A Battle on the Court


For once our daytime schedules aligned and my tennis partner, also named David, and I had an opportunity to play midweek, midmorning. Usually, we play at 7:15 AM, before the working day starts, but now that hour has become too cold, too dark, and too damp. So we’re both appreciative of this perfect autumn day, 10 AM.

We warm up and are set to do battle, but today’s contest doesn’t take place within the lines as much as it does outside the lines—and in our heads.

The Town of Bethlehem has eight tennis courts, two sets of four, one set behind the other. Three of the courts on the back four I consider unplayable because a large canyon-like crack runs across them. The fourth court is good, but it’s in use by two players we see almost every day.

That leaves us our pick among the front four. The fourth one is always covered in pine needles, so we take the second court, which is our favorite and the one we always use in our early morning games, leaving an empty court on either side of us.

We’re halfway through the first set when the pickleball players start showing up. They could (and should) enter the courts at the second gate down near court four, but they use the gate right behind our court, not bothering to stop and wait while we are in the middle of a point. We have to stop playing. They come in, one after the other, taking their sweet time, six of them. They’ve got folding chairs and they set up on court one right next to us. They left the gate open so David has to close it before we resume play.

A short time later, more pickleball players arrive. They too use the gate right behind us and they walk past us in the back of our court right in the middle of another point we are playing. Again, we have to replay the point.

They take the court on the other side of us.  Now we’re surrounded. Two of them set up their folding chairs clearly within our playing space, in the back, just outside the doubles lines.

I have to say something. I ask them politely (really, I’m being polite) if they would mind moving their chairs to the space of their court. “We’re not very good,” I tell them, an attempt to be light-hearted. “We strike some wild balls and run after ones we’ll never get to. We wouldn’t want you to get hurt.”

The woman gives me an inscrutable look, but gets up from her chair and reluctantly drags it over to her space. “Oh, they’re wild and crazy,” I hear her say to her friend.

Two more pickleball players arrive. Once again, they pass us while we’re playing.

When David and I switch ends on the odd game, he says, “Don’t they know anything about court etiquette?” Apparently, they don’t.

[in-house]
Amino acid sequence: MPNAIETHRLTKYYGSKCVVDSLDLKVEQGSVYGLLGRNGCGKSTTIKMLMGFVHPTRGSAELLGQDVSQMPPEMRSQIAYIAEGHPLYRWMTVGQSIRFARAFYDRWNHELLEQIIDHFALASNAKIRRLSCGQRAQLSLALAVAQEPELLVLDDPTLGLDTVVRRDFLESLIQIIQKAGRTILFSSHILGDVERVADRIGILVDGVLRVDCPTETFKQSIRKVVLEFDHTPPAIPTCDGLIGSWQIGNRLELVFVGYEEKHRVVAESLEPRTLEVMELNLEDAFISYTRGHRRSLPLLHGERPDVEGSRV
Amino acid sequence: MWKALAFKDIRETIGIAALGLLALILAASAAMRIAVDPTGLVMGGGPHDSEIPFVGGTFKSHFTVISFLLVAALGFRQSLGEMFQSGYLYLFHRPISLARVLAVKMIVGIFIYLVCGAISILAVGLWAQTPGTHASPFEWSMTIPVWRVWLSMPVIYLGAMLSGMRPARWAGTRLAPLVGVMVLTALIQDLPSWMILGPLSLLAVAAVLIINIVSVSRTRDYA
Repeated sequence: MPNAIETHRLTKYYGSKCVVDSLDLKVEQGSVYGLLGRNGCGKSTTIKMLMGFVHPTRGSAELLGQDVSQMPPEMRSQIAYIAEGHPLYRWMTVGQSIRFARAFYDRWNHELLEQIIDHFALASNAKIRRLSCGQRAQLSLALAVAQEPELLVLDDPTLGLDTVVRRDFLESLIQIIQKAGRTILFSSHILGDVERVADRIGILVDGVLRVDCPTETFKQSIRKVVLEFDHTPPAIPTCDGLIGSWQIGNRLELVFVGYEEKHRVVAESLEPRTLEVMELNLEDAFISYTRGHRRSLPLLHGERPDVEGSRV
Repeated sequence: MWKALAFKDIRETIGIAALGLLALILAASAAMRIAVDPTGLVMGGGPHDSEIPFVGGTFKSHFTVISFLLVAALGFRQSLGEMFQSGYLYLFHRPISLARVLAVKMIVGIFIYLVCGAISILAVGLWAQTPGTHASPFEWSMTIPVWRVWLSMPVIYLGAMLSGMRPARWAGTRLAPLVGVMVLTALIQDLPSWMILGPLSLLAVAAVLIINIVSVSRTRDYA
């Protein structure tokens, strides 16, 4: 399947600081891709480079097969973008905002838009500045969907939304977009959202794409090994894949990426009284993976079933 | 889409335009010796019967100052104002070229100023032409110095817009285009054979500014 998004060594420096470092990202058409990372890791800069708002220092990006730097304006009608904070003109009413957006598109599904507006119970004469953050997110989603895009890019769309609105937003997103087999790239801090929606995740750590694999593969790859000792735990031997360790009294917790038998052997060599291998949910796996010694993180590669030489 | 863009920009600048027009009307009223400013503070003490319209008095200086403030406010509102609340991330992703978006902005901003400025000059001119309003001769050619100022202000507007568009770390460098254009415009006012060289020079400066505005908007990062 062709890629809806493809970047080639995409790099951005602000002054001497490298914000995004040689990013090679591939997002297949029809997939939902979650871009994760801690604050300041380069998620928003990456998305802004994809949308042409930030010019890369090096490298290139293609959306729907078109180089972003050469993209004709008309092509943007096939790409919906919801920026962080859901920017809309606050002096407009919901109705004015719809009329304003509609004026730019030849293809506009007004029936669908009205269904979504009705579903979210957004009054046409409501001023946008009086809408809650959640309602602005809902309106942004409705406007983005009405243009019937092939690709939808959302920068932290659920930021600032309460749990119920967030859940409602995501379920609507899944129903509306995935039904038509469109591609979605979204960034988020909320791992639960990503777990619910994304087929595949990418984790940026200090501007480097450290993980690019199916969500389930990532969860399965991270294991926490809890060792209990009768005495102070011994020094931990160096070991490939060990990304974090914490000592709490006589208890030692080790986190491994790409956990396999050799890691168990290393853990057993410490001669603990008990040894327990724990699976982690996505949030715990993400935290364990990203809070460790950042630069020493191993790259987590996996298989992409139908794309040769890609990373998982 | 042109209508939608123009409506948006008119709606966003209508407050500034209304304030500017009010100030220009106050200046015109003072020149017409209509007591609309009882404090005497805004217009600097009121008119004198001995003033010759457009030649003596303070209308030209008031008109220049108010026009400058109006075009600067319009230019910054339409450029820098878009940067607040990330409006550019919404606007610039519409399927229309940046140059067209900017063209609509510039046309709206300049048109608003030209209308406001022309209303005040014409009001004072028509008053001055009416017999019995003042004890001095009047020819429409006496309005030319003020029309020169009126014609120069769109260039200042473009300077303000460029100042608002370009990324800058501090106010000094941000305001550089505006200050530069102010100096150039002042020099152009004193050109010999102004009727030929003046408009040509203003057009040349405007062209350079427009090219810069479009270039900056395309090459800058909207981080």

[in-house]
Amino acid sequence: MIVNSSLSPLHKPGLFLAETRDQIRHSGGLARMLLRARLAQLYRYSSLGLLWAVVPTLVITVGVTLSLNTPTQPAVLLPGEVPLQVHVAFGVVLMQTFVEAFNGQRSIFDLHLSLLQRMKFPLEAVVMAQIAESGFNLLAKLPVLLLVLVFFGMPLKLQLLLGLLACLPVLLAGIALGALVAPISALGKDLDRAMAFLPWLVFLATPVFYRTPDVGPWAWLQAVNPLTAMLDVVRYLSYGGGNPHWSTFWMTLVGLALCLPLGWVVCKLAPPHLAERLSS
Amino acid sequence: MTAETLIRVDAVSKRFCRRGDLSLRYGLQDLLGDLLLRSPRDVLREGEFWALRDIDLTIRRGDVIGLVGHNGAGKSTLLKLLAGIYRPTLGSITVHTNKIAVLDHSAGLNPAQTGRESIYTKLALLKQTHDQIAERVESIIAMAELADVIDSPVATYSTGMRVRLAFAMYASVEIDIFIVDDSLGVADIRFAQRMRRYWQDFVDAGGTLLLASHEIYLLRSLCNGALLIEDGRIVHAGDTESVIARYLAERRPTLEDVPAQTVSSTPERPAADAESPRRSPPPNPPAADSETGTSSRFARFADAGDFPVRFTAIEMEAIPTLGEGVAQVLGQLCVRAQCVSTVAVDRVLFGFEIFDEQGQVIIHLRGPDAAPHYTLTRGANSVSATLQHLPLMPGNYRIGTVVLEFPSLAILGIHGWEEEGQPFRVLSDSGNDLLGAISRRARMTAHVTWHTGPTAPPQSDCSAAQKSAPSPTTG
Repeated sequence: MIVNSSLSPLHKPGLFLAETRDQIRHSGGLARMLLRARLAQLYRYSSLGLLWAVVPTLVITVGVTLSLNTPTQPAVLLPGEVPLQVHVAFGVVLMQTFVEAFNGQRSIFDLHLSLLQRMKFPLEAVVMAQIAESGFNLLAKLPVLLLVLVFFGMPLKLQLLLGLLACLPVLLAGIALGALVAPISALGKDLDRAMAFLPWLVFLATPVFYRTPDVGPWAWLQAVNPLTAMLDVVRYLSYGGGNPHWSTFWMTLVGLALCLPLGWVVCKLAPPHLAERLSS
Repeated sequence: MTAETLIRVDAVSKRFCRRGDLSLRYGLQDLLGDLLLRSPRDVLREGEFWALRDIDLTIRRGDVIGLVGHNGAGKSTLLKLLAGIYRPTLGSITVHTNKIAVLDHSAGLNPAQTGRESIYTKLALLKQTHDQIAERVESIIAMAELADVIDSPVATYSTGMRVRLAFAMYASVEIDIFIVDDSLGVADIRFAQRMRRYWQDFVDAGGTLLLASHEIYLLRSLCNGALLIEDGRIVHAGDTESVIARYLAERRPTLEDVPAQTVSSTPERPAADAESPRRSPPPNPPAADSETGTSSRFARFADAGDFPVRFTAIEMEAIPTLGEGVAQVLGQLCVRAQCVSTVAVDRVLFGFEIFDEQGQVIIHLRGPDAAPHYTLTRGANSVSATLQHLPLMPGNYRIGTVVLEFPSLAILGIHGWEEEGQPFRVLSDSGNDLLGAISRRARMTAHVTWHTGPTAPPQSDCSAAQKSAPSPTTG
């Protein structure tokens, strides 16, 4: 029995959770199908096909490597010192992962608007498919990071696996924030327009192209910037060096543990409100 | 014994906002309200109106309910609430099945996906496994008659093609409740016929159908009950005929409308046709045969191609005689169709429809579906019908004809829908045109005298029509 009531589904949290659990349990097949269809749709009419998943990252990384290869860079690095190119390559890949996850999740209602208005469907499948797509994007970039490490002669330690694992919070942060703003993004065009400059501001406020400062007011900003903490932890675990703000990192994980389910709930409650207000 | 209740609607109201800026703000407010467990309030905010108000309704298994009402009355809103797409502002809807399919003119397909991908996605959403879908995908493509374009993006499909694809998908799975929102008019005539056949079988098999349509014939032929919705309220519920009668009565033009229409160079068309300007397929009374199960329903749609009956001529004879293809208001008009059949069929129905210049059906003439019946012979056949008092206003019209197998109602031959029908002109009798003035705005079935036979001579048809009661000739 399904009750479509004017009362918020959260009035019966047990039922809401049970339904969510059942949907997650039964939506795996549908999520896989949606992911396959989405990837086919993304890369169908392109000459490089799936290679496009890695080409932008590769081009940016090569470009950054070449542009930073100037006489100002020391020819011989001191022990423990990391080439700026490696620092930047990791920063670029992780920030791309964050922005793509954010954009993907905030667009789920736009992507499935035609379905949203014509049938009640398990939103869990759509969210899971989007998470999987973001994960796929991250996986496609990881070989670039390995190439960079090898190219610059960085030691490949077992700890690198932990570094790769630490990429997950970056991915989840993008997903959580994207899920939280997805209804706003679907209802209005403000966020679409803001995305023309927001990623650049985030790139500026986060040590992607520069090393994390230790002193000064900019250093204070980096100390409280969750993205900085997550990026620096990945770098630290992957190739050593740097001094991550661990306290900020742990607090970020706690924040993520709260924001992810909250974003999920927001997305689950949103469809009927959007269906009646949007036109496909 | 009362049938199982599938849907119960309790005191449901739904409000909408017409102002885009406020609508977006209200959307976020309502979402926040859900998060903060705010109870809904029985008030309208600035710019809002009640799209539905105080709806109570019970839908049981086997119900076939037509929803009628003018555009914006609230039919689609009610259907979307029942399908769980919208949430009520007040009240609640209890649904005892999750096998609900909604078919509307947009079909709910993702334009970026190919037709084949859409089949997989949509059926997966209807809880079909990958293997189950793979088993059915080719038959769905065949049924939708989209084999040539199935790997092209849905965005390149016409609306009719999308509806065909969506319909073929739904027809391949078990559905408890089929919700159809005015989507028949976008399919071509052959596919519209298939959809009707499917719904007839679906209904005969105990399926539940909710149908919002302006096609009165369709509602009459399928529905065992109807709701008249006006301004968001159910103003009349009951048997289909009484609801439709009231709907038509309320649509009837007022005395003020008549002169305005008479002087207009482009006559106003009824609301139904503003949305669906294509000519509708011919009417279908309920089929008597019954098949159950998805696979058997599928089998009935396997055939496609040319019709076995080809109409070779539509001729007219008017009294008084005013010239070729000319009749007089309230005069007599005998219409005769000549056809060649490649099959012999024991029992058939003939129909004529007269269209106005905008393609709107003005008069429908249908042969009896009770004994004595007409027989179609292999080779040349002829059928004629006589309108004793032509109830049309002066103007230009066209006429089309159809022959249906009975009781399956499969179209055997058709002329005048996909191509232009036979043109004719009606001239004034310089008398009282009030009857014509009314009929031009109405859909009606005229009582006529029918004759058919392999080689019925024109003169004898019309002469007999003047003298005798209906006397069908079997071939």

We’d like to give them a lesson in this regard: use the gate farthest from other players, never walk across the back of another court while play is going on, and leave an empty court between yourself and others if possible. But you can’t give that kind of lesson. You can’t help but come off as rude or entitled.

We go back to playing, in our second set now, but I’m distracted by the constant calling back and forth among the pickleballers and the incessant wooden thwack of their paddles against the plastic ball. They’re a boisterous group and their mishit balls roll onto our court and we stop play to send the balls back their way.

But as much as I’m annoyed with them, I’m also annoyed with myself, because I’m losing focus, making stupid errors, and getting tense. The last group that arrives also leaves the gate wide open. This time I slam it shut. I’m letting them get to me.

Pickleball is the fastest-growing sport in the United States. I’ve played it a few times. There’s plenty of fun to be had and the barrier to entry is so much lower than it is for tennis. Almost anyone can pick up a paddle and be adequate within an hour. You don’t need to be athletic—and these people aren’t: some of them seem to be barely walking.

But good for them to be out here on a beautiful autumn day. Clearly they’re having a grand—if oblivious—time.

These are public courts, all are welcome, so we don’t engage in any public complaining or etiquette remarks.

And our match? Neither of us plays very well, and we each take a set by the score of 6-4. But good for us to be able to be out here on a beautiful autumn day. Still worthwhile. Still fun.

By David Klein

David Klein

Published novelist, creative writer, journalist, avid reader, discriminating screen watcher.


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